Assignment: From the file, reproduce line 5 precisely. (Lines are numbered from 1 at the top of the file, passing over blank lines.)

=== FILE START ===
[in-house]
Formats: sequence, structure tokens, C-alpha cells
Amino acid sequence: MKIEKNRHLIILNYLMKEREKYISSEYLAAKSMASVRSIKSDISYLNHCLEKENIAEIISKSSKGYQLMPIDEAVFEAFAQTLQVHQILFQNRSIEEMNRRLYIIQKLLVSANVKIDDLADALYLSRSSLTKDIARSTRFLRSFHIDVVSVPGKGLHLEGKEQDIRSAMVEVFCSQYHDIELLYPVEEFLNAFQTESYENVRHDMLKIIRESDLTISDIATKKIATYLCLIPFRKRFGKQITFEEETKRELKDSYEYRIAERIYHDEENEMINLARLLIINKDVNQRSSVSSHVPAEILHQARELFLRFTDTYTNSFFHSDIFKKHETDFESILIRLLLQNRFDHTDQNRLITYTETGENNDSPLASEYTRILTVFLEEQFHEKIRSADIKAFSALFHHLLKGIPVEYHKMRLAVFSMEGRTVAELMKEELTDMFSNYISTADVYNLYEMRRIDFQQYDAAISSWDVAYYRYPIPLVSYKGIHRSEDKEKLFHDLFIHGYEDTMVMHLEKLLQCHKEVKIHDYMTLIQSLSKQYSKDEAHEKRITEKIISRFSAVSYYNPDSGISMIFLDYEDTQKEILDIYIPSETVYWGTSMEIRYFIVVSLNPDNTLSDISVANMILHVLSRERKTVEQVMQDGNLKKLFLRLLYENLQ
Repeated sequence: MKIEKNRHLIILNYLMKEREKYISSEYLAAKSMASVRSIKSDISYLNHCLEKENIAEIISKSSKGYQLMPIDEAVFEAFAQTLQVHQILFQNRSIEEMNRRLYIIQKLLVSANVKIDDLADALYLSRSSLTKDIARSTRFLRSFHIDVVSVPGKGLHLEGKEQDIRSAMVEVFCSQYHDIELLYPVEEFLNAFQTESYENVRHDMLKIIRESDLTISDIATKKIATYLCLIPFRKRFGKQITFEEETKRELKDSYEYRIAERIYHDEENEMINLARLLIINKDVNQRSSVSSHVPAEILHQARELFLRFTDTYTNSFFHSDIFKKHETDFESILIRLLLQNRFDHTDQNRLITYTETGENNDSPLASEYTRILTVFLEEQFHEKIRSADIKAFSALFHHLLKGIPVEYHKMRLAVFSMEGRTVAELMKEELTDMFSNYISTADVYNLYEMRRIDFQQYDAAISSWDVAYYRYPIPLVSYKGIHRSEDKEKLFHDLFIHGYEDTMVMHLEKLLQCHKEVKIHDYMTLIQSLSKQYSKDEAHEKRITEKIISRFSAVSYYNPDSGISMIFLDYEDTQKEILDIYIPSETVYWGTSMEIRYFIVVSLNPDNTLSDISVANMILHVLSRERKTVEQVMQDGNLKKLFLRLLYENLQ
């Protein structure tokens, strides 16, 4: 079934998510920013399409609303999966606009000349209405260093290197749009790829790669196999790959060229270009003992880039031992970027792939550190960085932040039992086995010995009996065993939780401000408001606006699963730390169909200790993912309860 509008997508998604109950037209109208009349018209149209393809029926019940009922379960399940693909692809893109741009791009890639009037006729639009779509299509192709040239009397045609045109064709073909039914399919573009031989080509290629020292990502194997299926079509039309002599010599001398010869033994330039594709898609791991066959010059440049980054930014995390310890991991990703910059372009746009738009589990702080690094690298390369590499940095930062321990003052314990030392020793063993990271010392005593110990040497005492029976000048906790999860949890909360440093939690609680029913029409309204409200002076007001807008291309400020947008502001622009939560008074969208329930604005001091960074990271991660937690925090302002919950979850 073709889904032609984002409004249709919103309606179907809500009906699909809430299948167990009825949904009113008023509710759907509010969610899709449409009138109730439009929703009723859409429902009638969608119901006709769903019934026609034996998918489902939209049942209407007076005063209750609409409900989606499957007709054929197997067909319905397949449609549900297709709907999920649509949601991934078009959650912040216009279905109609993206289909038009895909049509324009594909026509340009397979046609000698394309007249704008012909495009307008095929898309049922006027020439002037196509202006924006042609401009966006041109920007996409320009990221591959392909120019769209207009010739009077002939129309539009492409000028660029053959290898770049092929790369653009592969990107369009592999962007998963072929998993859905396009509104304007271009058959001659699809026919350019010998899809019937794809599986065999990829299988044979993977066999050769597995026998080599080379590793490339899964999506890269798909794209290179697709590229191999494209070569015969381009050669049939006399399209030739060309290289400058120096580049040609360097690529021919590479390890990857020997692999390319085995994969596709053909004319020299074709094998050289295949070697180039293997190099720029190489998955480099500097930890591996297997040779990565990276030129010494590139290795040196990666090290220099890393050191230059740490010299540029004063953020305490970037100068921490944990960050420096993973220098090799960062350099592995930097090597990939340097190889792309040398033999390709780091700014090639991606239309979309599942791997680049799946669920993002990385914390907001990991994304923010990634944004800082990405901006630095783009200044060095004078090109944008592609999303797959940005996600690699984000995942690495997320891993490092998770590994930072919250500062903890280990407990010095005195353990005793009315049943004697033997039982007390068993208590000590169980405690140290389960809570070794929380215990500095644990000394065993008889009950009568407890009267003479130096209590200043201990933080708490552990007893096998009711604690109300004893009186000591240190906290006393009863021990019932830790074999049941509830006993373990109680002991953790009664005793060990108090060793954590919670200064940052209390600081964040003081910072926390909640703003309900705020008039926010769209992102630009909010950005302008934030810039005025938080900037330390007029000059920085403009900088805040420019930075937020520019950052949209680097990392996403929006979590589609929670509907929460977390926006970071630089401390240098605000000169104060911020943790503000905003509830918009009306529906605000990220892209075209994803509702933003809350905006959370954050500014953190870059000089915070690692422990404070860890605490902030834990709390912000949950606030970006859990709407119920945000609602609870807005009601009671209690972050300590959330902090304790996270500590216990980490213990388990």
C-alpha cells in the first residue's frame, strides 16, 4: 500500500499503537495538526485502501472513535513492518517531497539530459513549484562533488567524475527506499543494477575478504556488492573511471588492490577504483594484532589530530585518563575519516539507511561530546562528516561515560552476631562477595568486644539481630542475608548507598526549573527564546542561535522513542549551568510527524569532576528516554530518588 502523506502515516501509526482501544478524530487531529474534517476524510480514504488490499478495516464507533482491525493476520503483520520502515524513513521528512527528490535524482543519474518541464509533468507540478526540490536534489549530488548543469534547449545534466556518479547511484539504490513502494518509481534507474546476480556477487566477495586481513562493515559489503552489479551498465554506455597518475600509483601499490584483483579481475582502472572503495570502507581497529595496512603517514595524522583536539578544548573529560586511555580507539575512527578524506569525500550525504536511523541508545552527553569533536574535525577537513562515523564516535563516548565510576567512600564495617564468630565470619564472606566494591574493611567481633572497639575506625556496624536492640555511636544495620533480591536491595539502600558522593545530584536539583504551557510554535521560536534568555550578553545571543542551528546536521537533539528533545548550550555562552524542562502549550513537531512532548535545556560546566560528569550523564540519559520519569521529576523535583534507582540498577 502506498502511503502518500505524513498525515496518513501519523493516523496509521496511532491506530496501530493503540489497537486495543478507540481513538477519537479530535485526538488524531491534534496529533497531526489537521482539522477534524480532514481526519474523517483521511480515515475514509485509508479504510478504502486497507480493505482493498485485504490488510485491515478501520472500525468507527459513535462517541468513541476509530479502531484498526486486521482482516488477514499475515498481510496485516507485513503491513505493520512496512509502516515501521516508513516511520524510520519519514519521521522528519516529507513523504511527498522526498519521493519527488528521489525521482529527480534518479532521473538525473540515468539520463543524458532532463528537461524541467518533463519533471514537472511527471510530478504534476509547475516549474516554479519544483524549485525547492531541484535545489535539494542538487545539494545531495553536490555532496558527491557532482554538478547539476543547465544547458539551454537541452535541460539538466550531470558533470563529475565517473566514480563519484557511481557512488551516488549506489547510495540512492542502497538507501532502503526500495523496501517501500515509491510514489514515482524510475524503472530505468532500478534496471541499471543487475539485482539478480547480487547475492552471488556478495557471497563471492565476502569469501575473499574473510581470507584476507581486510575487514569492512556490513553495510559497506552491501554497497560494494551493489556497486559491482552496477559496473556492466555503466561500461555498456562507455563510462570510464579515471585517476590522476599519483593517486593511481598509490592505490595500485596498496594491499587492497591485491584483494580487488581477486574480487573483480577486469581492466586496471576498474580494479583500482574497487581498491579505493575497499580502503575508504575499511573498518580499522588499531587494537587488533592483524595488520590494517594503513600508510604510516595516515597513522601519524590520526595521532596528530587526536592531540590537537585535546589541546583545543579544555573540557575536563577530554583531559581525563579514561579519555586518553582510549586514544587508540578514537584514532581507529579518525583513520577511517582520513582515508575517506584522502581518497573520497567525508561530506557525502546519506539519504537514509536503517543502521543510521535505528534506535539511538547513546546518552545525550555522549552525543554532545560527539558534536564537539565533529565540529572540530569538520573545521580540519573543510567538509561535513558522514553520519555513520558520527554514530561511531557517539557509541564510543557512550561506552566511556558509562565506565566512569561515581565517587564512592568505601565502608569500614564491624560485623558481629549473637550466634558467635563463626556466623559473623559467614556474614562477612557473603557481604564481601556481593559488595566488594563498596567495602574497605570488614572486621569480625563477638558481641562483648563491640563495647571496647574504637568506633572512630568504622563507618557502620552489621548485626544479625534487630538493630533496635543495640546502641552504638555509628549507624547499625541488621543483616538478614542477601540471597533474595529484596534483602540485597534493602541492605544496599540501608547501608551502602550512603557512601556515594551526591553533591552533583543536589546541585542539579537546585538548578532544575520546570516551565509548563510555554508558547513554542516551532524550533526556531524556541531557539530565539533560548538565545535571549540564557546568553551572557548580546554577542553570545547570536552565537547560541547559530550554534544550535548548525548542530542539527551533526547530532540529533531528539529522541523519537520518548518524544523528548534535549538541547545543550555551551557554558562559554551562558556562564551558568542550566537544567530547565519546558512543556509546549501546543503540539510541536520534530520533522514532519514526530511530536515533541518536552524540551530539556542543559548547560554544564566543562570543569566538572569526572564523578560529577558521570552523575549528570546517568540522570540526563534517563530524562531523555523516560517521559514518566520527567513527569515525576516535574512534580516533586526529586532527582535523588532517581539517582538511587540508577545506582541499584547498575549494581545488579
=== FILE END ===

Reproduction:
């Protein structure tokens, strides 16, 4: 079934998510920013399409609303999966606009000349209405260093290197749009790829790669196999790959060229270009003992880039031992970027792939550190960085932040039992086995010995009996065993939780401000408001606006699963730390169909200790993912309860 509008997508998604109950037209109208009349018209149209393809029926019940009922379960399940693909692809893109741009791009890639009037006729639009779509299509192709040239009397045609045109064709073909039914399919573009031989080509290629020292990502194997299926079509039309002599010599001398010869033994330039594709898609791991066959010059440049980054930014995390310890991991990703910059372009746009738009589990702080690094690298390369590499940095930062321990003052314990030392020793063993990271010392005593110990040497005492029976000048906790999860949890909360440093939690609680029913029409309204409200002076007001807008291309400020947008502001622009939560008074969208329930604005001091960074990271991660937690925090302002919950979850 073709889904032609984002409004249709919103309606179907809500009906699909809430299948167990009825949904009113008023509710759907509010969610899709449409009138109730439009929703009723859409429902009638969608119901006709769903019934026609034996998918489902939209049942209407007076005063209750609409409900989606499957007709054929197997067909319905397949449609549900297709709907999920649509949601991934078009959650912040216009279905109609993206289909038009895909049509324009594909026509340009397979046609000698394309007249704008012909495009307008095929898309049922006027020439002037196509202006924006042609401009966006041109920007996409320009990221591959392909120019769209207009010739009077002939129309539009492409000028660029053959290898770049092929790369653009592969990107369009592999962007998963072929998993859905396009509104304007271009058959001659699809026919350019010998899809019937794809599986065999990829299988044979993977066999050769597995026998080599080379590793490339899964999506890269798909794209290179697709590229191999494209070569015969381009050669049939006399399209030739060309290289400058120096580049040609360097690529021919590479390890990857020997692999390319085995994969596709053909004319020299074709094998050289295949070697180039293997190099720029190489998955480099500097930890591996297997040779990565990276030129010494590139290795040196990666090290220099890393050191230059740490010299540029004063953020305490970037100068921490944990960050420096993973220098090799960062350099592995930097090597990939340097190889792309040398033999390709780091700014090639991606239309979309599942791997680049799946669920993002990385914390907001990991994304923010990634944004800082990405901006630095783009200044060095004078090109944008592609999303797959940005996600690699984000995942690495997320891993490092998770590994930072919250500062903890280990407990010095005195353990005793009315049943004697033997039982007390068993208590000590169980405690140290389960809570070794929380215990500095644990000394065993008889009950009568407890009267003479130096209590200043201990933080708490552990007893096998009711604690109300004893009186000591240190906290006393009863021990019932830790074999049941509830006993373990109680002991953790009664005793060990108090060793954590919670200064940052209390600081964040003081910072926390909640703003309900705020008039926010769209992102630009909010950005302008934030810039005025938080900037330390007029000059920085403009900088805040420019930075937020520019950052949209680097990392996403929006979590589609929670509907929460977390926006970071630089401390240098605000000169104060911020943790503000905003509830918009009306529906605000990220892209075209994803509702933003809350905006959370954050500014953190870059000089915070690692422990404070860890605490902030834990709390912000949950606030970006859990709407119920945000609602609870807005009601009671209690972050300590959330902090304790996270500590216990980490213990388990």